Company to place a dam across the creek can, under all the circumstances of the case, be considered as repugnant to the power to regulate commerce in its dormant state, or as being in conflict with any law passed on the subject.”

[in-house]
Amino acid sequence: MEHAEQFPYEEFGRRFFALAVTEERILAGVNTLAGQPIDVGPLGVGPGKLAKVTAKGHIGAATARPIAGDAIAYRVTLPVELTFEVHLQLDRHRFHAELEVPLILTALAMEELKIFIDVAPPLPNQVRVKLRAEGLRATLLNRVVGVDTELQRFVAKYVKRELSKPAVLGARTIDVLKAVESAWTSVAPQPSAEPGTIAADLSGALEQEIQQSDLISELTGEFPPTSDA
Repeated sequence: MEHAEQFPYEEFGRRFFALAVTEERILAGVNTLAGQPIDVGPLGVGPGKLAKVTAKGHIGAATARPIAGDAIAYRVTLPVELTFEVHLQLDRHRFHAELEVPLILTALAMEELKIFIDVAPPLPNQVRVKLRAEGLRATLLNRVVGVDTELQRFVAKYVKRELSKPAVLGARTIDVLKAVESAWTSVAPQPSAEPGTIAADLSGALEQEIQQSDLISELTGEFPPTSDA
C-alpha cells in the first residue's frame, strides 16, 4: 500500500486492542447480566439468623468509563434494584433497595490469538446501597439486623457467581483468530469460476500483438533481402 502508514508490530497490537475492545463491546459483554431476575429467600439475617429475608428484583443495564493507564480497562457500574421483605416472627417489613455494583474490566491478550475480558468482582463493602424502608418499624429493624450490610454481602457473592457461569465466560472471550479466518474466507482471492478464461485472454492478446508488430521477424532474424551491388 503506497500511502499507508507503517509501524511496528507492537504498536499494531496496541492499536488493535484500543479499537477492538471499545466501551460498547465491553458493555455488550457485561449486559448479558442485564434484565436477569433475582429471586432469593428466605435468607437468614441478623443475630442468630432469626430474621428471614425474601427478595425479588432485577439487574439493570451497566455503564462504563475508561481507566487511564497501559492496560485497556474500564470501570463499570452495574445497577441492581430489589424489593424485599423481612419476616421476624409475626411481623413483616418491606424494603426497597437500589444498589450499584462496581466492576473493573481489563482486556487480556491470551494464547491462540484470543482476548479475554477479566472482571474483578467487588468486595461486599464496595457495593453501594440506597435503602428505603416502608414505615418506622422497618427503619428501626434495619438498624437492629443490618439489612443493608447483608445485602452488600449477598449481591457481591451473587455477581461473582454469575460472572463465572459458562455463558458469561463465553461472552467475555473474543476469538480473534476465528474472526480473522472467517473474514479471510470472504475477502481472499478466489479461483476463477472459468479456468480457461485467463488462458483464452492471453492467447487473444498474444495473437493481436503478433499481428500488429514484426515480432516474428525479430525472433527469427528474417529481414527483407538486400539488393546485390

What is the true explanation of this case? Some judges have declared that it can be explained only upon the theory that the power to regulate foreign and interstate commerce is “concurrent,”—to some extent, at least. This explanation of the case is a very improbable one. The Court, in Gibbons v. Ogden, although it did not decide that the commercial powers of Congress were exclusive, certainly showed a leaning in favor of that view; and Johnson, J., in his separate opinion, held squarely that that power was “exclusive.” It is unreasonable to suppose that Chief-Justice Marshall would have decided in favor of the concurrency of the commercial power of Congress, without one word of comment upon the case of Gibbons v. Ogden, or that Johnson, J., would have joined in the opinion, had he supposed it so to decide. There is certainly no language in the opinion which expressly lays down the doctrine that the congressional commercial power is concurrent, wholly or in part. A much more satisfactory explanation of the case is that the Court intended to decide that the law was not a regulation of foreign or interstate commerce, because, although it no doubt operated to exclude foreign or interstate navigation from Black Bird Creek, it was passed with quite another purpose; namely, to enhance the value of property adjoining the creek, and to improve its drainage and sanitary conditions: that the State law, not being a regulation of foreign or interstate commerce, was also not in conflict with any Federal law passed by Congress, by virtue of its commercial power; and that, therefore, the law was perfectly valid under the commercial clause of the Constitution. This explanation makes the case consistent with everything the Court said in Gibbons v. Ogden. It is, moreover, entirely in harmony with the language of the opinion. In the opinion the Court point out the objects of the State law, and hold that “measures calculated to produce these objects” are within the powers of the State, unless conflicting with powers of the general government, and that the law in question did not, under all the circumstances of the case, come in conflict with “the power to regulate commerce in its dormant state,” or with any law passed by Congress by virtue of that power.